Minnesota Gov. Tim Pawlenty’s proposed state spending cap took its first step forward on Monday. Following a rally with U.S. Representative Michele Bachmann (R-MN-6) in the state capital rotunda, the Minnesota Senate Taxes Committee held its first hearing on a constitutional “Spending Accountability Amendment.” The measure would simply restrain general fund spending to the amount of revenue received during the previous biennium. In other words, the state can’t spend what it can’t already raise.

Spending in Minnesota has grown widely out of control. In, 1999 spending and gross state product chained to 1989 levels had grown 65% and 63% respectively – nearly equal. In 2008, just a decade later, chained state spending was at 117%, while GSP was at only 84%. Runaway spending beyond what the economy can sustain has resulted in another $1.2 billion deficit that could skyrocket to as much as $5.4 billion in the coming years.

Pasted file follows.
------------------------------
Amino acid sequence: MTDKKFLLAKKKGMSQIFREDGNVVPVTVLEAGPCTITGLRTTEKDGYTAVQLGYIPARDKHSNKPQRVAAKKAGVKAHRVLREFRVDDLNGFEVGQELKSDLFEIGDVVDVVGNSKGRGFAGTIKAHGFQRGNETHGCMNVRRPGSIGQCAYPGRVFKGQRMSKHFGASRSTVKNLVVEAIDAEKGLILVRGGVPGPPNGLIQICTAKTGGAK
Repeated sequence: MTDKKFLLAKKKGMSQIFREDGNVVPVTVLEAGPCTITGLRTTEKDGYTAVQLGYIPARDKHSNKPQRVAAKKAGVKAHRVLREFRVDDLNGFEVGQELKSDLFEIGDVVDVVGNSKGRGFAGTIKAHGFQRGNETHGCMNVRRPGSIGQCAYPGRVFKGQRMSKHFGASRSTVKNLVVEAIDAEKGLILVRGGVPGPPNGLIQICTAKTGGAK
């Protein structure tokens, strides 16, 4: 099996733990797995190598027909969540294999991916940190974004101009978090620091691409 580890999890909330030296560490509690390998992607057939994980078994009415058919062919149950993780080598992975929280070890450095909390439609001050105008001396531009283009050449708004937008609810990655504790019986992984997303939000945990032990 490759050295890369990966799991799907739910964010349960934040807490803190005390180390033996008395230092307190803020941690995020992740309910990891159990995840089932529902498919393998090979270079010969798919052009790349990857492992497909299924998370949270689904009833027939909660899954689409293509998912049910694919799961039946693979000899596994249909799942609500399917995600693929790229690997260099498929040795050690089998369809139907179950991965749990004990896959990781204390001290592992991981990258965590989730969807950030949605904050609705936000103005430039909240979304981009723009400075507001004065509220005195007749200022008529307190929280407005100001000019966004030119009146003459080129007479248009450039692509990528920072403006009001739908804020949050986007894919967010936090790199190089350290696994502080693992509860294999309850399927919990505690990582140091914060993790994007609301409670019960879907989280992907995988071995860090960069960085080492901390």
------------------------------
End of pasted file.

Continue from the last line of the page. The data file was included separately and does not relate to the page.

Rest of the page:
And if there was ever a sign that a spending cap is necessary in Minnesota: three of the four groups testifying in opposition to the spending limit were the Association of Minnesota Counties, League of Minnesota Cities, and the Minnesota Council of Nonprofits. Notice the common thread? They all represent those who feed off taxpayer dollars and always want more.
Americans for Tax Reform had the opportunity to testify in strong support of the measure. For a copy of ATR’s testimony, click here.